With spiralling costs of car ownership, train travel might seem like the answer to the dilemma of transport. Readily available and with a large network, trains should make travelling around easy.
However, with stories of delays, cancelled services and over-crowding, is there a crisis on the trains in the UK?
Lack of co-ordination
Since the national network was broken up and privatised there have been increasing incidences where there’s a lack of co-ordination between providers. If you’re travelling across the country the chances are you’ll be crossing over different networks - and that’s where the problems start.
Train operators are held to account for their performance, which includes reporting on services which are delayed and run late. This means they’re unwilling to work with other providers and hold trains temporarily to allow individuals to make their connection.
This lack of co-ordination puts customers in a difficult position if they miss their last connection through no fault of their own. The guidelines stipulate that if you miss the last train home because of a delay, the operator has a responsibility to find you another way to reach your destination. This sound great in practice but in order to get help, you need to ask at the station or phone the train operator directly. If the station is unmanned or there’s no answer on the phone, this means you’re stuck and need to find your own way home - out of your own pocket.
You can reclaim the expenses at a later date, but on the night in question if you don’t have the funds to pay for a taxi, it’s not much help. Indeed, the solution to the lack of co-ordination overall appears to be to pay out financial compensation after the event which is nice, but not really any practical use at the time.
You don’t need to be a regular train-traveller to have heard about the problems with cancelled services and delays. Whether it’s the wrong sort of leaves on the track, snow or other excuse, cancelled trains can be seriously disruptive to those relying on the service.
In 2017/2018 there were 14 days when the services were “severely disrupted”; this is when more than 5% of services have to be cancelled. Aside from this, an average of 2.6% of train journeys were completely cancelled in 2017/2018.
Even when things did get moving, there were still problems. Only 63% of trains arrived on time in 2017/2018; for some operators this figure dropped as low as 39%.
When you’re relying on a train to get where you need to be, these figures just aren’t good enough.
Unless you’re travelling on the Orient Express, the chances are that your train journey won’t be the most comfortable, especially if you’re travelling at a busy time. Reserving a seat can be a help as it means you’re guaranteed somewhere to sit and a bit of breathing space. However, you’re still likely to be hemmed in by hordes of people standing in the aisles, and the whole coach will feel crowded and hot.
If you don’t have the foresight to reserve a seat, it’s a roulette every time you board about where you might end up. In the worst case scenario you might find yourself squashed up against the exterior of the toilets - not the place you want to be!
Standing room only doesn’t make travelling by train enjoyable and on popular routes, you might not be able to get on at all. Operators such as First Great Western have received numerous complaints from disgruntled commuters who found their trains full even as it pulls out of the station.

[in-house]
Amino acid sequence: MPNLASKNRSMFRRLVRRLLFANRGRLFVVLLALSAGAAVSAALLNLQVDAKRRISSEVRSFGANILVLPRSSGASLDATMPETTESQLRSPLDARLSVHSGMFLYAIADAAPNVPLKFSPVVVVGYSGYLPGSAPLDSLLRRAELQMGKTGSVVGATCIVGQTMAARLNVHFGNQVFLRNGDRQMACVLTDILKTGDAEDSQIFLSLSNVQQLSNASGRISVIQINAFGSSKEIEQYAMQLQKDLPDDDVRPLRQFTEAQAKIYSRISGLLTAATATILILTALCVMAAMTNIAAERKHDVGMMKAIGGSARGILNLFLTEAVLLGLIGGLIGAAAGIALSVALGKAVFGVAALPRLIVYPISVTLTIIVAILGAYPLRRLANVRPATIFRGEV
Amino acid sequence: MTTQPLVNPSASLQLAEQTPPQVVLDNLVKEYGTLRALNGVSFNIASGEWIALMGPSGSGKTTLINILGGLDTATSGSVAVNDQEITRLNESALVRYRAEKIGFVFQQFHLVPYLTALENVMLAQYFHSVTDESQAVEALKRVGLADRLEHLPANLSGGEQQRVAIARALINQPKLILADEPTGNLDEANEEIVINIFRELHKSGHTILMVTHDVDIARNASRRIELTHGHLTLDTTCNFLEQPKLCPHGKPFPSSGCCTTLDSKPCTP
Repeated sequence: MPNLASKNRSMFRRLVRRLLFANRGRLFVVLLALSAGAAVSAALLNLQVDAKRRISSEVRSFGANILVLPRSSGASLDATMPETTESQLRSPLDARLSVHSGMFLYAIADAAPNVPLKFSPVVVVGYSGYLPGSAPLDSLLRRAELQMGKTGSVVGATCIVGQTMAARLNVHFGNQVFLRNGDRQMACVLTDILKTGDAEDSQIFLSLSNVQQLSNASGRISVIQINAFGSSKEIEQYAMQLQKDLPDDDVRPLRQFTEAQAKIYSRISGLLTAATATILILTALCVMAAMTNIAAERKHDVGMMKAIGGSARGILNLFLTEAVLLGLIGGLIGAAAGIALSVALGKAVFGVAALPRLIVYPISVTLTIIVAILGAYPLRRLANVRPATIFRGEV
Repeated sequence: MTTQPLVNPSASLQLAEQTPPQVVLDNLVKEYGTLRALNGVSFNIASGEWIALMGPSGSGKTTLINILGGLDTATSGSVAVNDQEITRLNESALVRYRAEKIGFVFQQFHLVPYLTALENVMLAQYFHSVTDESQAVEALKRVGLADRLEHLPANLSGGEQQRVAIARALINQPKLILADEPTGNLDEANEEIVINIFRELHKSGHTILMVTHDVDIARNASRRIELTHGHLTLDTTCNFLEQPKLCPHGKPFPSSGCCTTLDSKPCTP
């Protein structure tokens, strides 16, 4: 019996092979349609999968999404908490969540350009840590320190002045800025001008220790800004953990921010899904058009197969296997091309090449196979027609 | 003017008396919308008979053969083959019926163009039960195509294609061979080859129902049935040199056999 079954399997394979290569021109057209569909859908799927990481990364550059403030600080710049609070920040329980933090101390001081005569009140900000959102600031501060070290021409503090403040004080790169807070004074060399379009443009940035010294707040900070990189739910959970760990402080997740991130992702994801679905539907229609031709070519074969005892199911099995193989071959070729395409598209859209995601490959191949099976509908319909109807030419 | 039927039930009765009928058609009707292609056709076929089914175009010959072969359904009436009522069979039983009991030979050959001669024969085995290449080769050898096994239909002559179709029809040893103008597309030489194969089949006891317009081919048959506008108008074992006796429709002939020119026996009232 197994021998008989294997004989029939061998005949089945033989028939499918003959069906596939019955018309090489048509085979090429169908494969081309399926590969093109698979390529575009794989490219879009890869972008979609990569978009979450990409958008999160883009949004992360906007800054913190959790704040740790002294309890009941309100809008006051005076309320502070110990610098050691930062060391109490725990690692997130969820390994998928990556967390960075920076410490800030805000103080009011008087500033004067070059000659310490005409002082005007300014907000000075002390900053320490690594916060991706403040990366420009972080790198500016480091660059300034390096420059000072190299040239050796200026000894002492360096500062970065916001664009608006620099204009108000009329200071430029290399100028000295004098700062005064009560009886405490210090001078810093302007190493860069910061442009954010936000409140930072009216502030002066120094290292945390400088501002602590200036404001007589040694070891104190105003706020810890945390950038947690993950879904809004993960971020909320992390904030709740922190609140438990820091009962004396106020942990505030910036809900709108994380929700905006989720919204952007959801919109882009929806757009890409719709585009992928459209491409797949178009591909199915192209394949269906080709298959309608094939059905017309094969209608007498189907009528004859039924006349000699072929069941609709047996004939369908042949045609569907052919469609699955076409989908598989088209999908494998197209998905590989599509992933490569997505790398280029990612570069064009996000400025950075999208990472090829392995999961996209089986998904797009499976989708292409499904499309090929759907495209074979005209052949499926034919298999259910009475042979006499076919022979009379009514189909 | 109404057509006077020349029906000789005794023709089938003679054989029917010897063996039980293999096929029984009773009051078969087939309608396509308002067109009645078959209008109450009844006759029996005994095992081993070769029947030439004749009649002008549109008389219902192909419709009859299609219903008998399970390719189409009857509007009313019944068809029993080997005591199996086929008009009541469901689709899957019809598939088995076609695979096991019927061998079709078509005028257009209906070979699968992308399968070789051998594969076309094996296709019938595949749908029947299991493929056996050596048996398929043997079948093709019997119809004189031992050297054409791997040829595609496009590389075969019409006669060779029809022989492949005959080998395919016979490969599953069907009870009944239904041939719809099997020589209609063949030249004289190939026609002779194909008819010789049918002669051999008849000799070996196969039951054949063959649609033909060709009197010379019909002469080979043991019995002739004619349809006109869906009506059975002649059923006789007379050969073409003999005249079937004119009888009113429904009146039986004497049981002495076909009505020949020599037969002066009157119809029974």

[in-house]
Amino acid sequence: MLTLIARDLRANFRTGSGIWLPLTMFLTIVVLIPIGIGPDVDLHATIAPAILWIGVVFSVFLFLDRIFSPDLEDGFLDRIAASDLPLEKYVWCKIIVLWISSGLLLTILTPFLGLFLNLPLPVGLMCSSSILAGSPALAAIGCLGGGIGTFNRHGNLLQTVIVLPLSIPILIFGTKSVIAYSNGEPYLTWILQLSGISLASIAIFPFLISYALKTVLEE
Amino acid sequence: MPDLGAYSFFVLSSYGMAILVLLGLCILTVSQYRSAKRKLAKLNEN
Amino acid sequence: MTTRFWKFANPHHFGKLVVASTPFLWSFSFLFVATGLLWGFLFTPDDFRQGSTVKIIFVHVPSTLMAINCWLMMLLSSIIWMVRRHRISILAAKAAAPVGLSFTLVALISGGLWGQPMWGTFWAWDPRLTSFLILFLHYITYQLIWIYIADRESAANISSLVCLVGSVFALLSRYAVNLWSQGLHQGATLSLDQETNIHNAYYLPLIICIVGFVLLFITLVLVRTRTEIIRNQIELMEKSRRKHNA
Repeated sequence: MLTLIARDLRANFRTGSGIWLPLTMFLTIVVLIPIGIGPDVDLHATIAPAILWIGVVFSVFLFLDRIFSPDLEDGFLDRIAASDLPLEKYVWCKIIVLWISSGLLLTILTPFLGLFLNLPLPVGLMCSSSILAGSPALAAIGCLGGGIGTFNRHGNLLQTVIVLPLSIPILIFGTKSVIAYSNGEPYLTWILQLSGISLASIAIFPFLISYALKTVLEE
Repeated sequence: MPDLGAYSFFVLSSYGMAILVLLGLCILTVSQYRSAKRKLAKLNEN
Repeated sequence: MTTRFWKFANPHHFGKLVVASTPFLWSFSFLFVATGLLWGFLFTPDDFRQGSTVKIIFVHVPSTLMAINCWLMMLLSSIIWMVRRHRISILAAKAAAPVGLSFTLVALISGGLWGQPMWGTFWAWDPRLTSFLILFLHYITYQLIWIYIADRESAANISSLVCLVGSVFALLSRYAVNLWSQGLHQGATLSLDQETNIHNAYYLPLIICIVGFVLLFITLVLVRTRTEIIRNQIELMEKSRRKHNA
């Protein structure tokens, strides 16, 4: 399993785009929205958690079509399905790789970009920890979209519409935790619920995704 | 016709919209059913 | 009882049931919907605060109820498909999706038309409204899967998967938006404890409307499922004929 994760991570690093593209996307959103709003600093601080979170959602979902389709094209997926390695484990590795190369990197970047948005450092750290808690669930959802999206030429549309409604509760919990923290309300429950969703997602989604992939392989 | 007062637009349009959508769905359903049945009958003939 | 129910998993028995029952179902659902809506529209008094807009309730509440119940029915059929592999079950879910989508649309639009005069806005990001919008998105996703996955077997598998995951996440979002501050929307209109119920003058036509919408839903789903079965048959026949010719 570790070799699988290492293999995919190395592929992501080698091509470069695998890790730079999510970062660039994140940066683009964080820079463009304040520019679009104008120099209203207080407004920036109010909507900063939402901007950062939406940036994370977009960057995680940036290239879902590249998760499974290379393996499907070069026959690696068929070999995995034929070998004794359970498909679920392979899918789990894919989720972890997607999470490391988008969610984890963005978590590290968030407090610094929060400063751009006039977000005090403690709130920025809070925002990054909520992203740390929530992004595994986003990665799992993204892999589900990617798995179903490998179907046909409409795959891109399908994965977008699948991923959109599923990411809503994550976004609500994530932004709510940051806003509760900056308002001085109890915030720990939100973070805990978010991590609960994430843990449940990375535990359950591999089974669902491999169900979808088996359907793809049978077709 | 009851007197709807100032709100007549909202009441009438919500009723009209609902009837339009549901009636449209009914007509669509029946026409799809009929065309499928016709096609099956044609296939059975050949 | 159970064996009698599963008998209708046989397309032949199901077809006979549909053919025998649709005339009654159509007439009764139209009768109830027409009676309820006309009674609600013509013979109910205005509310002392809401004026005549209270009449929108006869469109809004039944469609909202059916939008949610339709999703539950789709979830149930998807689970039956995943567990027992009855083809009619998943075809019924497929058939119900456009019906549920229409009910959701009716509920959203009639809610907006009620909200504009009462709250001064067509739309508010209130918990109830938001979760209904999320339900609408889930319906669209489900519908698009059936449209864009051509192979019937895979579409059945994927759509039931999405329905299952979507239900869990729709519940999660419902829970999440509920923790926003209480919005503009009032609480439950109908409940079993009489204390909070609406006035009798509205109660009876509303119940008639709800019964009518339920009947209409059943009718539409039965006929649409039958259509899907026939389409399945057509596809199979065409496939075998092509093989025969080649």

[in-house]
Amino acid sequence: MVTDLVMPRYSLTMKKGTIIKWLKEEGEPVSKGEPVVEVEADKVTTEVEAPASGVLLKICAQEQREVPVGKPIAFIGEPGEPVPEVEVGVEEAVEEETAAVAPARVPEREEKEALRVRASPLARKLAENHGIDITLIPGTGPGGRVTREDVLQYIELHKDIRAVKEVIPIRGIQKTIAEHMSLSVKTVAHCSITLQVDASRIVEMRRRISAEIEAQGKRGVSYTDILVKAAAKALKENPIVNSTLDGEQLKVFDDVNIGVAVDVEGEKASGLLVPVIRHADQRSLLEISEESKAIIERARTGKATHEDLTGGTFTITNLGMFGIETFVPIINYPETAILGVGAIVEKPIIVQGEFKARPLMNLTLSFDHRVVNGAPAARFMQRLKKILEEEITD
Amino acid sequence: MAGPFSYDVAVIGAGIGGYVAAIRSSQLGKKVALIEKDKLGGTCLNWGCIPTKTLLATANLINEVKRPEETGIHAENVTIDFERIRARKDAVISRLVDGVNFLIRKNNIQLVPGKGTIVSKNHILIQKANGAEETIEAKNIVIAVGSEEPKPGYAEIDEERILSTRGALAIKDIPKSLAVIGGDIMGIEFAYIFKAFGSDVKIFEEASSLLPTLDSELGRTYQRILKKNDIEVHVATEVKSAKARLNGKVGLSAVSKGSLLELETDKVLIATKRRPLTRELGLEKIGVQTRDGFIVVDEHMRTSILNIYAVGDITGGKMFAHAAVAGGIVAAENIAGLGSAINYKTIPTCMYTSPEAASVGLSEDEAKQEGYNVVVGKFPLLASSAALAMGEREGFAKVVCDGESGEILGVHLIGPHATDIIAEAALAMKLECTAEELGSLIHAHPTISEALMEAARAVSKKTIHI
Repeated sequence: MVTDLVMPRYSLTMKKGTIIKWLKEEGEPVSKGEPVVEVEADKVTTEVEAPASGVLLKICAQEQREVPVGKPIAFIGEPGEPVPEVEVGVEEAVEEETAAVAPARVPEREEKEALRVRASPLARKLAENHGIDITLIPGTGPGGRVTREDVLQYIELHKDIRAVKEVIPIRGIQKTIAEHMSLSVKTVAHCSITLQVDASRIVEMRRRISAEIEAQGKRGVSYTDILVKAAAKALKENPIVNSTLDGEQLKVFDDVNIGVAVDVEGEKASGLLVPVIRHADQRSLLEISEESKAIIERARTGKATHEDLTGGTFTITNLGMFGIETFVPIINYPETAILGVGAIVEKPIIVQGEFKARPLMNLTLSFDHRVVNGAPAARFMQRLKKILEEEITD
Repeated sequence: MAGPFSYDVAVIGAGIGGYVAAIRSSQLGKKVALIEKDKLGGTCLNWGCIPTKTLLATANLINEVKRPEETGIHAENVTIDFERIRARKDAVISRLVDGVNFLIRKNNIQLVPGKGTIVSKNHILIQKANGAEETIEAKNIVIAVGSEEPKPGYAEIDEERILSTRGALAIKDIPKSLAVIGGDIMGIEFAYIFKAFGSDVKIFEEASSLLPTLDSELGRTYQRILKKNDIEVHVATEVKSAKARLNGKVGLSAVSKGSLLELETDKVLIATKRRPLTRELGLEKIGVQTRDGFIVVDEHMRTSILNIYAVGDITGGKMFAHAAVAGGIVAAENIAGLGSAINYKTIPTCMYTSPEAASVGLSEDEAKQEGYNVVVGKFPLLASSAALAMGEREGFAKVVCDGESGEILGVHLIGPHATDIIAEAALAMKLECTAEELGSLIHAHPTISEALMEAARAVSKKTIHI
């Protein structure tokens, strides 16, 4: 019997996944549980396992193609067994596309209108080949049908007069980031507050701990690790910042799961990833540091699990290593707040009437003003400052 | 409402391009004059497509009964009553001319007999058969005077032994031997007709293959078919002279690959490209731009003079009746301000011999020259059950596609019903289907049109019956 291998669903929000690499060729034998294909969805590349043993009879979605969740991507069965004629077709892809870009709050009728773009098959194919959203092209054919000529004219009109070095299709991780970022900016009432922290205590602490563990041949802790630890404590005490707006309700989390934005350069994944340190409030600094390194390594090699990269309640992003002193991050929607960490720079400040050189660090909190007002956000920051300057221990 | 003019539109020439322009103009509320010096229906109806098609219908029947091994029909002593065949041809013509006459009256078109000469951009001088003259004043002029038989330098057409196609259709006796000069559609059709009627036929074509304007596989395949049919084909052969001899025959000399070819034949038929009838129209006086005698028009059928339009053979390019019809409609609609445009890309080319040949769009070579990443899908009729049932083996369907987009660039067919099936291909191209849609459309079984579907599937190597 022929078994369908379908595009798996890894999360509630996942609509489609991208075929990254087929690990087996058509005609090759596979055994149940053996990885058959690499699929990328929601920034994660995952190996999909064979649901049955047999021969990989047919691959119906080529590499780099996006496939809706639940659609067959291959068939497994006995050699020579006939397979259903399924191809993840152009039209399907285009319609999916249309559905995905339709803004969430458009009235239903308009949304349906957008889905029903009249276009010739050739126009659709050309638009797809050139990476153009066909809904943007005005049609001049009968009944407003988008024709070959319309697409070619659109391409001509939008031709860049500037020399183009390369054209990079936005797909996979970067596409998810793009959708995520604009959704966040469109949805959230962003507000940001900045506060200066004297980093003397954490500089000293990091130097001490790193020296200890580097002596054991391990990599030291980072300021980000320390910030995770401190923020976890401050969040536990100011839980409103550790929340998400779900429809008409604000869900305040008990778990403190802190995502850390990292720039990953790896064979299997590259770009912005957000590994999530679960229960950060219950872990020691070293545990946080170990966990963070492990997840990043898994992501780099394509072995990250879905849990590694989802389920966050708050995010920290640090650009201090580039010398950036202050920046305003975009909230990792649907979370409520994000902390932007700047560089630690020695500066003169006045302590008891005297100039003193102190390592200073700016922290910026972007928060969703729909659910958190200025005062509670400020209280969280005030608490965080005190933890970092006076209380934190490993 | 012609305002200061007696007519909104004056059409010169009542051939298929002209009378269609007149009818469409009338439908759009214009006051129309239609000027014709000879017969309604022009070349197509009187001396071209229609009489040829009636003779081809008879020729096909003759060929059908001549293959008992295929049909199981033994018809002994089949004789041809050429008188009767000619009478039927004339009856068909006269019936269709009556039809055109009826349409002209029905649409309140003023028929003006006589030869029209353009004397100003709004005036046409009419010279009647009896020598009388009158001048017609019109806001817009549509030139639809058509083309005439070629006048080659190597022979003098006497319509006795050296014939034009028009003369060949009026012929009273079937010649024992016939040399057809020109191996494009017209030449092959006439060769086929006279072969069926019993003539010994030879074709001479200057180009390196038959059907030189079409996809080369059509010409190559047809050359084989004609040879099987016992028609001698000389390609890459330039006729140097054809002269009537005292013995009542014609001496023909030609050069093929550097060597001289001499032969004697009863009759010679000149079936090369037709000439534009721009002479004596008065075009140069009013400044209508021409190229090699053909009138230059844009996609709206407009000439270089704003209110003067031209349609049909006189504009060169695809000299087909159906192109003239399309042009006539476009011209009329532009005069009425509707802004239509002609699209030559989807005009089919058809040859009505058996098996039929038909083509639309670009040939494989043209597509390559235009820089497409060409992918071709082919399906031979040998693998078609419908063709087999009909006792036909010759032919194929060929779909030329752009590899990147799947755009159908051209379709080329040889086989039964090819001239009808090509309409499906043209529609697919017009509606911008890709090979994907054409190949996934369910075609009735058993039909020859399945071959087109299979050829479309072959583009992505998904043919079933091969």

When you’re planning a train journey, the last thing you expect is to end up as a victim of violent crime, yet that’s exactly what happened to 9263 people in 2016/2017. An increase of 12.5%, assaults on both the mainline trains and the Tube are continuing to rise despite campaigns to try and improve the safety record.
The facts get worse as it’s not just violent assaults which are increasingly occurring on the train; other types of crime are rising too. Sexual crimes increased by 8% to 2132 cases while hate crimes rocketed by 23% with 2756 cases recorded.
A separate report recorded the number of major injuries which occurred in 2017; these had increased by an eye-watering 21% to 318. There were also 7 fatalities. All of these injuries occurred on mainline trains and weren’t as a result of train crashes or accidents.
Taking a journey shouldn’t mean risking your safety and well-being but increasingly with train journeys, this is the case. With coaches that are isolated from the driver and frequently no conductors passing through, it’s a prime opportunity for assaults and attacks.
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A better solution
If all of the above sounds horrendous, it gets worse when you consider that train fares have risen by a blistering 42% since 2008.
However, there is some good news on the horizon. There is another alternative for travel other than using a car: coach travel.
With no isolated carriages, assaults of any kind on a coach are almost unheard of and for safety reasons, passengers aren’t allowed to board and spend the journey cramped together while standing in the aisles. Quite simply, if there’s no seats available, you won’t be travelling but with an abundance of coaches available, it’s not difficult to make a reservation.
Coach operators cover the whole of the country and it’s an extremely economical way to travel too. With facilities such as reclining seats, WiFi and onboard bathrooms, you can settle down for a long journey in comfort and style.
There are many different coach operators so if you’re looking for reassurance about who you’re planning to travel with, websites such as Trusted Travel Reviews can really help. With real testimonials from passengers who have used their service, you can get peace of mind that you’ve booked with a quality provider.